I'm new to the forum and new to Jeeps (just bought an '84 CJ7 with 71k miles) but this is a topic that I can speak with a little authority on. I've been modifying cars and building engines for myself and others as a hobby, and sometimes for a little extra $ in my younger days, since the 1970's. I went to engineering school and have spent 20 years of my career in powertrain engineering in the automotive and off highway industries, most of it in automotive. Going back to my college days, I was running a SB Chevy with small chamber double hump heads and flattop pistons - with a small cut on the heads, this was around 11:1 CR, on 91 octane gas, which was what you could get back then. One of my friends was running a 9:1 400 SB with a homemade twin turbo setup (Gale Banks was just getting started back then, and Jeff struck up a friendship with him via phone, they spent hours on the phone when Jeff built his first system) running around 7-9 PSI boost, maybe more (hey, that was 1980-something).
We were both running water injection to hold down pinging, mine was Holley, his was Edelbrock. We had access to a dyno cell at school and plenty of SB Chevy parts, so we decided to make water/alcohol injection experiments our senior project. We set up another carb'd SB with 12.5:1 CR and went to work. We ran racing gas, 91 octane pump and 87 octane pump in a matrix with variable levels of water/alky injection, with timing and knock as the variables. We would increase timing up to the max recommended for SB Chevys (14 initial/36 all in as best I recall) until knock started with each combination. Here are the basics of what we found:
Race gas/max timing was 100% power
Methanol injection with 91 Octane was maybe 2-3% down from this
50/50 mix of water and meth about the same as methanol. maybe 1% down
Water only injection cost another 2-3%
Retarding the timing with no injection & 91 RON cut power 17-18%
I may be a little off on the exact numbers, but not the order of findings and the delta between race gas and no injection. I could go on for a while about the thermal profile we measured from point of injection to EGT. Interesting stuff to an engineer, would put most car geeks to sleep. Suffice it to say that the injected liquid didn't get anywhere near vaporizing completely in the intake tract. Much later, when I tore down my own engine at 70k miles, the chambers and pistons were very clean with no deposits whatsoever. Those deposits are knock initiation sites because they get very hot, so they will cost you power and longevity in the long run. In this respect, water injection definitely delivers. If you don't have the CR, you won't get a power benefit though, not anything really measurable. The utility on a modern injected engine with factory knock sensors is pretty questionable.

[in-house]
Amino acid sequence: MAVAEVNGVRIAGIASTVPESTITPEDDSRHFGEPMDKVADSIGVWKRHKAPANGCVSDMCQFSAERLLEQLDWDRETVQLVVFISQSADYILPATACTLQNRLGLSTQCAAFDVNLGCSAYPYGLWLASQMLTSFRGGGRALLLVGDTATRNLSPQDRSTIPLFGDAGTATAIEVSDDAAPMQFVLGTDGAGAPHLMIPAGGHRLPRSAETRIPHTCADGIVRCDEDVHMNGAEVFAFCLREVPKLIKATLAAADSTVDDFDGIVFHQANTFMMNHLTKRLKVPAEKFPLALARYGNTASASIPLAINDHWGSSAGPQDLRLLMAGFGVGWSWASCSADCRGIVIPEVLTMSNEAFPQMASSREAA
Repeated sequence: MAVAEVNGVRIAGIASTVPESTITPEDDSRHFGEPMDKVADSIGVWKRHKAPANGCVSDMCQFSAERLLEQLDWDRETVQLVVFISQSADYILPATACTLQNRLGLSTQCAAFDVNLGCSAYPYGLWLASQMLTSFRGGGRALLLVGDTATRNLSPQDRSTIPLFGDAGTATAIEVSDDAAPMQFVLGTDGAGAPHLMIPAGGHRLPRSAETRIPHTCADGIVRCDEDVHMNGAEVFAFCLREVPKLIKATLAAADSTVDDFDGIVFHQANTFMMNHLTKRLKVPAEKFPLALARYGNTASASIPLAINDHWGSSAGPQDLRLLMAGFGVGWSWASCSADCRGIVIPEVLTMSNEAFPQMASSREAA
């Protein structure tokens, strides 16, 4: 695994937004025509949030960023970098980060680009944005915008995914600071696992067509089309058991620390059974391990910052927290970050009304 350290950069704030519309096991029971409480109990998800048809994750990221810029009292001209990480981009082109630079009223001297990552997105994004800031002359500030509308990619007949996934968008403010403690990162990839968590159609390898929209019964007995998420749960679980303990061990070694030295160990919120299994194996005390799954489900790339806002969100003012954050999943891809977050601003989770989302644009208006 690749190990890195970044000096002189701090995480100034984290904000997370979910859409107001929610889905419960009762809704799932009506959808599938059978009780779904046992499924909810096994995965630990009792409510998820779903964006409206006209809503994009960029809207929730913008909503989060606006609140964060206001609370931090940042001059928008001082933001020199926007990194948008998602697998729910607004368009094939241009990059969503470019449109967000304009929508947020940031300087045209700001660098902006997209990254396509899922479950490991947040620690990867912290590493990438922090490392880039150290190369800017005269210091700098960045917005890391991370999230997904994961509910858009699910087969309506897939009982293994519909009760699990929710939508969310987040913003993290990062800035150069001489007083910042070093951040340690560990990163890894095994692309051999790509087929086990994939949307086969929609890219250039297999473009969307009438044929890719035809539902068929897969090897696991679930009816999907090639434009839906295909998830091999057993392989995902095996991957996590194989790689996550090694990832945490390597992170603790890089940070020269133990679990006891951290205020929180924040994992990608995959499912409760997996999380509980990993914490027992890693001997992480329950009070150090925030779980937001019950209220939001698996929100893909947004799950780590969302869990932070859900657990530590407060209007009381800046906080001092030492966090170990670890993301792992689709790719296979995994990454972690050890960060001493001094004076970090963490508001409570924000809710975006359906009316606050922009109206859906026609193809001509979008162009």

Now, here's a secret you won't get anywhere else. We noticed that isopropyl alcohol, the same stuff you buy at the drugstore, had similar properties to methanol. Methanol can be a PITA to obtain, store and handle anyway, so we tried isopropyl. The thermodynamic performance - HP, EGT, intake temps, etc - was not measurably different from methanol. Most of the stuff you buy at the drugstore is 33% iso/67% water, but if you read labels, you can find 100% iso. Back then, the iso was $0.33/bottle on sale at Walgreen's. Guess what we ran? Jeff still does in his car that is now a Pro Touring monster. I will again when I build a high CR stroker I6 for the Jeep.